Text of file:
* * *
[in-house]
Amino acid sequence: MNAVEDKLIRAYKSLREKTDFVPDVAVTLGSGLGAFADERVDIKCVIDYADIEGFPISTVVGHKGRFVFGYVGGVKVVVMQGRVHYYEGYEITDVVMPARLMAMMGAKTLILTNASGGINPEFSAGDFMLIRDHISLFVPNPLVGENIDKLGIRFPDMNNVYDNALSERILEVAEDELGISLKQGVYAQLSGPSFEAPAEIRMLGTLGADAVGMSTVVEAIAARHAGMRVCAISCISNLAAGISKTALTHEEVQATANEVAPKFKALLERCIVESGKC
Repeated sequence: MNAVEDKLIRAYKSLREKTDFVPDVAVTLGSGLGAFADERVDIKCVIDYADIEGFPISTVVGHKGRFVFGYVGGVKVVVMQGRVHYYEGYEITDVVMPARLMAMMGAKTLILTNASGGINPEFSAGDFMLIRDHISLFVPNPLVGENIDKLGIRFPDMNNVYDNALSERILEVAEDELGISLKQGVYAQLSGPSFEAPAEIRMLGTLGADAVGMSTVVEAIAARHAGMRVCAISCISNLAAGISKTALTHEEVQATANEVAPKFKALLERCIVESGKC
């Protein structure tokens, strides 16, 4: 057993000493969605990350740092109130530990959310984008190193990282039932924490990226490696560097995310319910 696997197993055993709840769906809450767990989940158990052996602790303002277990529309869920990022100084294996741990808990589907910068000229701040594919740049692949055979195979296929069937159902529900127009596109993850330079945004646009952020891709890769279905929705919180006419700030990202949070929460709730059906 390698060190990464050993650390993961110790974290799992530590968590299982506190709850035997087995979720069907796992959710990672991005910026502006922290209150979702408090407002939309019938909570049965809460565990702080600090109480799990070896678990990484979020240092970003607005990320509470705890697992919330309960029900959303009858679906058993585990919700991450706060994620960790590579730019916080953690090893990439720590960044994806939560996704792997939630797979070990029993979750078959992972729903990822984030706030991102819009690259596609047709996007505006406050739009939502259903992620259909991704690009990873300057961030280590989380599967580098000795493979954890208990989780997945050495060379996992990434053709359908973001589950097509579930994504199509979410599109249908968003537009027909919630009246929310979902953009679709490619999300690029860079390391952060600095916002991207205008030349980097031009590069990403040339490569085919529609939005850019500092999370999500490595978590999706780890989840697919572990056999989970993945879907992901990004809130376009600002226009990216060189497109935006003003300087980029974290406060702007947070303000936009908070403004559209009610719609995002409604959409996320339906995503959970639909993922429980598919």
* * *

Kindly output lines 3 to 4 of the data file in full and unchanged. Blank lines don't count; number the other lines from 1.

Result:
Repeated sequence: MNAVEDKLIRAYKSLREKTDFVPDVAVTLGSGLGAFADERVDIKCVIDYADIEGFPISTVVGHKGRFVFGYVGGVKVVVMQGRVHYYEGYEITDVVMPARLMAMMGAKTLILTNASGGINPEFSAGDFMLIRDHISLFVPNPLVGENIDKLGIRFPDMNNVYDNALSERILEVAEDELGISLKQGVYAQLSGPSFEAPAEIRMLGTLGADAVGMSTVVEAIAARHAGMRVCAISCISNLAAGISKTALTHEEVQATANEVAPKFKALLERCIVESGKC
């Protein structure tokens, strides 16, 4: 057993000493969605990350740092109130530990959310984008190193990282039932924490990226490696560097995310319910 696997197993055993709840769906809450767990989940158990052996602790303002277990529309869920990022100084294996741990808990589907910068000229701040594919740049692949055979195979296929069937159902529900127009596109993850330079945004646009952020891709890769279905929705919180006419700030990202949070929460709730059906 390698060190990464050993650390993961110790974290799992530590968590299982506190709850035997087995979720069907796992959710990672991005910026502006922290209150979702408090407002939309019938909570049965809460565990702080600090109480799990070896678990990484979020240092970003607005990320509470705890697992919330309960029900959303009858679906058993585990919700991450706060994620960790590579730019916080953690090893990439720590960044994806939560996704792997939630797979070990029993979750078959992972729903990822984030706030991102819009690259596609047709996007505006406050739009939502259903992620259909991704690009990873300057961030280590989380599967580098000795493979954890208990989780997945050495060379996992990434053709359908973001589950097509579930994504199509979410599109249908968003537009027909919630009246929310979902953009679709490619999300690029860079390391952060600095916002991207205008030349980097031009590069990403040339490569085919529609939005850019500092999370999500490595978590999706780890989840697919572990056999989970993945879907992901990004809130376009600002226009990216060189497109935006003003300087980029974290406060702007947070303000936009908070403004559209009610719609995002409604959409996320339906995503959970639909993922429980598919």